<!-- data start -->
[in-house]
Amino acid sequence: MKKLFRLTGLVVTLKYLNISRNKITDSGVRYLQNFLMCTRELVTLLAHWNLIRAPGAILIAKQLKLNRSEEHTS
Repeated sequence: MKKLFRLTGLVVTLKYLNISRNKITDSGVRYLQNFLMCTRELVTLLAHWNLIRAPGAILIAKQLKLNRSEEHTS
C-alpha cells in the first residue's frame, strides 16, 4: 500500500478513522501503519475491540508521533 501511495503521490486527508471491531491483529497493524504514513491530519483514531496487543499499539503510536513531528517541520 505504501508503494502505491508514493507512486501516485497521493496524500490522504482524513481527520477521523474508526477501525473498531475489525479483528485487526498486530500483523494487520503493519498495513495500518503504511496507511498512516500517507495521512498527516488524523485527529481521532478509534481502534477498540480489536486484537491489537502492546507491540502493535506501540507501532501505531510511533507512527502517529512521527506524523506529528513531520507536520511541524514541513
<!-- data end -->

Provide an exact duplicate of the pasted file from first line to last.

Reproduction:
[in-house]
Amino acid sequence: MKKLFRLTGLVVTLKYLNISRNKITDSGVRYLQNFLMCTRELVTLLAHWNLIRAPGAILIAKQLKLNRSEEHTS
Repeated sequence: MKKLFRLTGLVVTLKYLNISRNKITDSGVRYLQNFLMCTRELVTLLAHWNLIRAPGAILIAKQLKLNRSEEHTS
C-alpha cells in the first residue's frame, strides 16, 4: 500500500478513522501503519475491540508521533 501511495503521490486527508471491531491483529497493524504514513491530519483514531496487543499499539503510536513531528517541520 505504501508503494502505491508514493507512486501516485497521493496524500490522504482524513481527520477521523474508526477501525473498531475489525479483528485487526498486530500483523494487520503493519498495513495500518503504511496507511498512516500517507495521512498527516488524523485527529481521532478509534481502534477498540480489536486484537491489537502492546507491540502493535506501540507501532501505531510511533507512527502517529512521527506524523506529528513531520507536520511541524514541513